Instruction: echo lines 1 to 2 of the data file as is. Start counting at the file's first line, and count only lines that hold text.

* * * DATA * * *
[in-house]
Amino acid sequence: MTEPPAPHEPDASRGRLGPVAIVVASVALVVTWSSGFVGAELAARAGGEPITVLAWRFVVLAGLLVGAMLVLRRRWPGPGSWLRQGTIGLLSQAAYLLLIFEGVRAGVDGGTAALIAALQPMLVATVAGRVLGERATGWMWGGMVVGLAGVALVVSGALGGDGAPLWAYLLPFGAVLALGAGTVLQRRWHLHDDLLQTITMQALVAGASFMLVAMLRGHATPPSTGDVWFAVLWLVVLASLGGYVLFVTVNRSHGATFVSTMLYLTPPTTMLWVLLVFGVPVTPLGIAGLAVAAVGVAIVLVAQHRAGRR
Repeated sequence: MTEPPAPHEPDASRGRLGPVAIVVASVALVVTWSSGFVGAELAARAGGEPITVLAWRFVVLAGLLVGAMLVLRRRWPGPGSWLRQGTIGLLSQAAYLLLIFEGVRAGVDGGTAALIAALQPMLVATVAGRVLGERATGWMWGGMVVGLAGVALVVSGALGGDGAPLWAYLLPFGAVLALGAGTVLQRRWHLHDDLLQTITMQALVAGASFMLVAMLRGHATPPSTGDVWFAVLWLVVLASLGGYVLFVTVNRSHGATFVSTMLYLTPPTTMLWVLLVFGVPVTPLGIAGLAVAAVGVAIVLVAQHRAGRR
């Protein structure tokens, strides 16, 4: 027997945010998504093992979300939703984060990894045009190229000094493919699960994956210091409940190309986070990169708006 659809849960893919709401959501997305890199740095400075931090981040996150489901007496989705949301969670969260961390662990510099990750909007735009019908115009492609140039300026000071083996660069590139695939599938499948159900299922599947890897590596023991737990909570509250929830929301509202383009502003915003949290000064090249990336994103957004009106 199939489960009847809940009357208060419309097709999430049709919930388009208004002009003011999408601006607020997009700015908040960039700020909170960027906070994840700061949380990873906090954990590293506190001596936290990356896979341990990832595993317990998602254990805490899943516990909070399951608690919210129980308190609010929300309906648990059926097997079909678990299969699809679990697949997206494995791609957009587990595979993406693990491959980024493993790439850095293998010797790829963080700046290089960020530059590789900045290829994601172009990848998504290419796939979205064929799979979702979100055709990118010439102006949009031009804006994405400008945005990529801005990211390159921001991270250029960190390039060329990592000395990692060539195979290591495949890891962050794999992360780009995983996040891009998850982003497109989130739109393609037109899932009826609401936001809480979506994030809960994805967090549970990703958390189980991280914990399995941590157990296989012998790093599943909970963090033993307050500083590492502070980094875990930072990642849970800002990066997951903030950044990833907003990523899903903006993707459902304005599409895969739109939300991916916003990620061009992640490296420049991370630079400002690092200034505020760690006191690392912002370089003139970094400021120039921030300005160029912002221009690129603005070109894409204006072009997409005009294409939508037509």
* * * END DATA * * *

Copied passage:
[in-house]
Amino acid sequence: MTEPPAPHEPDASRGRLGPVAIVVASVALVVTWSSGFVGAELAARAGGEPITVLAWRFVVLAGLLVGAMLVLRRRWPGPGSWLRQGTIGLLSQAAYLLLIFEGVRAGVDGGTAALIAALQPMLVATVAGRVLGERATGWMWGGMVVGLAGVALVVSGALGGDGAPLWAYLLPFGAVLALGAGTVLQRRWHLHDDLLQTITMQALVAGASFMLVAMLRGHATPPSTGDVWFAVLWLVVLASLGGYVLFVTVNRSHGATFVSTMLYLTPPTTMLWVLLVFGVPVTPLGIAGLAVAAVGVAIVLVAQHRAGRR